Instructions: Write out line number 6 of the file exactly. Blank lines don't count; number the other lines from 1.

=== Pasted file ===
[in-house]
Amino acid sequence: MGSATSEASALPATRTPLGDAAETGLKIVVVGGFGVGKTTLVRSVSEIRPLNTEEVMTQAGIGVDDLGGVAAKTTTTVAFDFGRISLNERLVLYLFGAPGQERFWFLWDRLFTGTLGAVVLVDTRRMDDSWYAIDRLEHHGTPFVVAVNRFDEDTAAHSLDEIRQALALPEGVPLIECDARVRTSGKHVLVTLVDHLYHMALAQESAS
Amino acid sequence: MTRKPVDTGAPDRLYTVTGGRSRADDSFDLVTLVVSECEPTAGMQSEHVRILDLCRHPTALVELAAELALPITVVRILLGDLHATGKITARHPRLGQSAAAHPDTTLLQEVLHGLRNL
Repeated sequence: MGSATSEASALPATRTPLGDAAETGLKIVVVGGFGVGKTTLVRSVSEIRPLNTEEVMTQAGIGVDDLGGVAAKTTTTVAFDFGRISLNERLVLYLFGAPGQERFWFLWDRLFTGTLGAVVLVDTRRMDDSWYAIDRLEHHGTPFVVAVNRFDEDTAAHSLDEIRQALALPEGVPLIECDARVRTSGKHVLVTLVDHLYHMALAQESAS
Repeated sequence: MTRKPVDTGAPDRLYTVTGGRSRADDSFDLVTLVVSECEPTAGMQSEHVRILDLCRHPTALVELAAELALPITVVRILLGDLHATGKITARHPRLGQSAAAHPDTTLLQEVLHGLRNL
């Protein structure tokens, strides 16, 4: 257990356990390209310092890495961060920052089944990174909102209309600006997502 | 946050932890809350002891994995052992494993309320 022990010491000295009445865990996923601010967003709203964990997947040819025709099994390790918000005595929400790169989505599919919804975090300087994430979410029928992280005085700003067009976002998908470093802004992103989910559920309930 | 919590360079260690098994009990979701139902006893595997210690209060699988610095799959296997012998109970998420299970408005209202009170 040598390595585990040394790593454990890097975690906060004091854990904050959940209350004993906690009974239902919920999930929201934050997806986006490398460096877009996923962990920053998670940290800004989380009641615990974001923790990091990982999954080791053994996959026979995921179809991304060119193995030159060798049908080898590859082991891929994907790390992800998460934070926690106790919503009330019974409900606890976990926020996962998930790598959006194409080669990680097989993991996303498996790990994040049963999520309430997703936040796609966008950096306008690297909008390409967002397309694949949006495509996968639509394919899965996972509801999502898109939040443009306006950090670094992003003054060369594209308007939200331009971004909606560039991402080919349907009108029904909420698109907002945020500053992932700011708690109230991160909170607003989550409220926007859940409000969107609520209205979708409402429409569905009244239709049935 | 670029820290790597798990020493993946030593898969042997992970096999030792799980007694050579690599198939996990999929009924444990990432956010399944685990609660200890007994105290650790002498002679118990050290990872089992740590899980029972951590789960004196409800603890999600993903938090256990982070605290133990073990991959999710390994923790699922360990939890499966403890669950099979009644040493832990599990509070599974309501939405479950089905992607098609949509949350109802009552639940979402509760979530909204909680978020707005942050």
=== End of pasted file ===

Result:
């Protein structure tokens, strides 16, 4: 257990356990390209310092890495961060920052089944990174909102209309600006997502 | 946050932890809350002891994995052992494993309320 022990010491000295009445865990996923601010967003709203964990997947040819025709099994390790918000005595929400790169989505599919919804975090300087994430979410029928992280005085700003067009976002998908470093802004992103989910559920309930 | 919590360079260690098994009990979701139902006893595997210690209060699988610095799959296997012998109970998420299970408005209202009170 040598390595585990040394790593454990890097975690906060004091854990904050959940209350004993906690009974239902919920999930929201934050997806986006490398460096877009996923962990920053998670940290800004989380009641615990974001923790990091990982999954080791053994996959026979995921179809991304060119193995030159060798049908080898590859082991891929994907790390992800998460934070926690106790919503009330019974409900606890976990926020996962998930790598959006194409080669990680097989993991996303498996790990994040049963999520309430997703936040796609966008950096306008690297909008390409967002397309694949949006495509996968639509394919899965996972509801999502898109939040443009306006950090670094992003003054060369594209308007939200331009971004909606560039991402080919349907009108029904909420698109907002945020500053992932700011708690109230991160909170607003989550409220926007859940409000969107609520209205979708409402429409569905009244239709049935 | 670029820290790597798990020493993946030593898969042997992970096999030792799980007694050579690599198939996990999929009924444990990432956010399944685990609660200890007994105290650790002498002679118990050290990872089992740590899980029972951590789960004196409800603890999600993903938090256990982070605290133990073990991959999710390994923790699922360990939890499966403890669950099979009644040493832990599990509070599974309501939405479950089905992607098609949509949350109802009552639940979402509760979530909204909680978020707005942050």